Tag Archives: Highway

Freeways Without Futures 2017

Scajaquada Expressway in Buffalo, NY (Credit: Mike Puma)
In Freeways Without Futures 2017, the Congress for the New Urbanism identifies the ten worst urban highways in America, each of which could be removed to fight pollution, ease traffic, and improve walkability and health. Additionally, for the first time, this report chronicles graduated highway campaigns that are successfully moving forward with removal. Learn more... Read more

Highway Conversion to Reconnect New Haven Neighborhoods

New Haven highway signs (Doug Kerr / Flickr)
The city of New Haven, Connecticut is leveraging $36 million in federal TIGER grants to convert an urban-renewal-era highway spur into more of a pedestrian-friendly boulevard, opening up 10 acres of land in the city center for development in the process. By transforming the highway into a boulevard that slows traffic and links with downtown cross streets, the city hopes to knit the neighborhoods back together. Read more... Read more

6 Cities That Have Transformed Their Highways Into Urban Parks

One of the first highways in the US to be eliminated to make way for a park was Portland, Oregon’s Harbor Drive built on the shore of the Willamette River. In 1974 the transformation work began that gave rise to Tom McCall Park. (Source: Arch Daily)
Building a highway in a city is often thought of as a solution to traffic congestion. However, the induced demand theory has shown that when drivers have more routes, they choose to continue using this medium instead of using public transport or a bicycle, and as a result, congestion doesn’t decrease. As a result, some cities have chosen to remove spaces designated for cars and turn what was once a highway into urban parks and less congested streets. Read more... Read more

Fastlane Grants

BATIC_Logo_Bureau
U.S. Department of Transportation’s (USDOT) Build America Bureau is soliciting project applications for up to $850 million in Fastlane grants. The name is an acronym that stands for “Fostering Advancements in Shipping and Transportation for the Long-term Achievement of National Efficiencies.” The program will use money set aside in the Highway Trust Fund under the Fixing America’s Surface Transportation (FAST) Act to help pay for high-priority freight and highway projects across the Country. Applications due December 15. Learn more and... Read more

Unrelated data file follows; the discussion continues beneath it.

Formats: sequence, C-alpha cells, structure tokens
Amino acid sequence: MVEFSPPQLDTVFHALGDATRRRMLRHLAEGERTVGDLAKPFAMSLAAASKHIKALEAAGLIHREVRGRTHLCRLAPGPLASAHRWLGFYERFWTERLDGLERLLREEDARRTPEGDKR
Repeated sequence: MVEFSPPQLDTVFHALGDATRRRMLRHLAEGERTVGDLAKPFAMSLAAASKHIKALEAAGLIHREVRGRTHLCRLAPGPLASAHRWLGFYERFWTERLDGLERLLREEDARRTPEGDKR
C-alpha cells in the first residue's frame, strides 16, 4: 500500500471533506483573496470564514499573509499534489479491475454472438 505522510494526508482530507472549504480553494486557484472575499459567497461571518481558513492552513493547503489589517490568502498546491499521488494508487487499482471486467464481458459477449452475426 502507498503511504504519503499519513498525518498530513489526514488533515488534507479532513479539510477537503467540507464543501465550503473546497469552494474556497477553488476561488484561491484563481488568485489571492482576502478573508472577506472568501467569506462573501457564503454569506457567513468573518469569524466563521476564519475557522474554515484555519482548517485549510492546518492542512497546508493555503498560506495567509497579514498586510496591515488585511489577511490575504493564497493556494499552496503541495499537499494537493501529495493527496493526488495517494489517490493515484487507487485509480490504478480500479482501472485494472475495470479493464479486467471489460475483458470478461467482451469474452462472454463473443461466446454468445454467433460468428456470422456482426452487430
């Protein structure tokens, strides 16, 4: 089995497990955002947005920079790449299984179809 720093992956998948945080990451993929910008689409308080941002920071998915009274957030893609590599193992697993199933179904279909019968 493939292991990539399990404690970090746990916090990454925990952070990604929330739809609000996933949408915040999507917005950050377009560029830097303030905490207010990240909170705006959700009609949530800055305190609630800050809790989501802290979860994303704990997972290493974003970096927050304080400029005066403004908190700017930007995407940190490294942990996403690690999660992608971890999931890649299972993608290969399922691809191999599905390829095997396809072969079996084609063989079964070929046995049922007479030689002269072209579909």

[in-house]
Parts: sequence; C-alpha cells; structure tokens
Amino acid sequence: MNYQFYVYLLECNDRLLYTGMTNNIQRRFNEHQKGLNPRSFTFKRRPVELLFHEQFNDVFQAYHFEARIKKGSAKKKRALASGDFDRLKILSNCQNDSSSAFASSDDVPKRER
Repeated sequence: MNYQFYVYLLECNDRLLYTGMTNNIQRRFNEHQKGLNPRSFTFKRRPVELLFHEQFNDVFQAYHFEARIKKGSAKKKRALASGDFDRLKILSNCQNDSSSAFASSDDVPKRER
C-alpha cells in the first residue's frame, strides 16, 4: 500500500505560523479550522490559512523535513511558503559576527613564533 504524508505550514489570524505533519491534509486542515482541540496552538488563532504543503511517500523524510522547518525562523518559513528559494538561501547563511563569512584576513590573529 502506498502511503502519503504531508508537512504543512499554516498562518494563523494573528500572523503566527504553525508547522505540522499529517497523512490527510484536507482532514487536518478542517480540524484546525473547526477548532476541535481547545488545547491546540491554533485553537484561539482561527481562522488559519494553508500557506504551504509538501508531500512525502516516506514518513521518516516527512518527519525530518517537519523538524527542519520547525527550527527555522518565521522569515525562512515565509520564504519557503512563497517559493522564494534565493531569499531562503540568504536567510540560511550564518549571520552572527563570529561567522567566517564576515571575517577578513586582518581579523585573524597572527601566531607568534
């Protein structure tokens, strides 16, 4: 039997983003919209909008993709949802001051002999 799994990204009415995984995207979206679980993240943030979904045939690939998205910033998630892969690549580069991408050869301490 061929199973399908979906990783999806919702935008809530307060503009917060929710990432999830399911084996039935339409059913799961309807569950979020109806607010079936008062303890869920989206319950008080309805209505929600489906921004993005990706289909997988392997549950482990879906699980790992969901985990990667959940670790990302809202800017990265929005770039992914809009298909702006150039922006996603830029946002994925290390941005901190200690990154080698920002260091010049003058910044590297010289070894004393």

San Francisco’s Plan to Bury a Freeway

A rendering of the forthcoming Presidio land development
​For a long time, a hulking viaduct of concrete and steel known as Doyle Drive, split the northern tip of San Francisco in two, cutting right through the Presidio, the U.S. Army base at the mouth of San Francisco Bay. When the Presidio was decommissioned, the land was turned into a national park, and its buildings were redeveloped as housing, restaurants, offices, art spaces and more. Now there is a plan to surround the road with a tunnel and then cover the tunnel with parkland... Read more

CNU and USDOT Announce Every Place Counts Design Challenge Winners

The Vine Street Expressway cuts through Philadelphia (Ian Freimuth/Flickr)
​ For decades, residents of neighborhoods bisected by highways have suffered from higher levels of air and water pollution, decreased economic opportunity, limited mobility options, less-active lifestyles, and greater likelihood of being struck by a car and killed. The Every Place Counts Design Challenge will provide technical assistance to repair the urban fabric in neighborhoods bifurcated by interstate highways. Read more... Read more

Green Infrastructure Techniques for Coastal Highway Resilience

(Credit: Center for Coastal Resources Management, Virginia Institute of Marine Science)
​ The Federal Highway Administration (FHWA) announces a research funding opportunity to conduct assessments of green infrastructure solutions to improve the resilience of coastal highways and bridges to climate change impacts. Coastal green infrastructure includes dunes, wetlands, living shorelines, oyster reefs, beaches, and artificial reefs. These features may offer protection from waves, erosion, sea level rise, and storm surge. Proposals due June 1. Learn more... Read more
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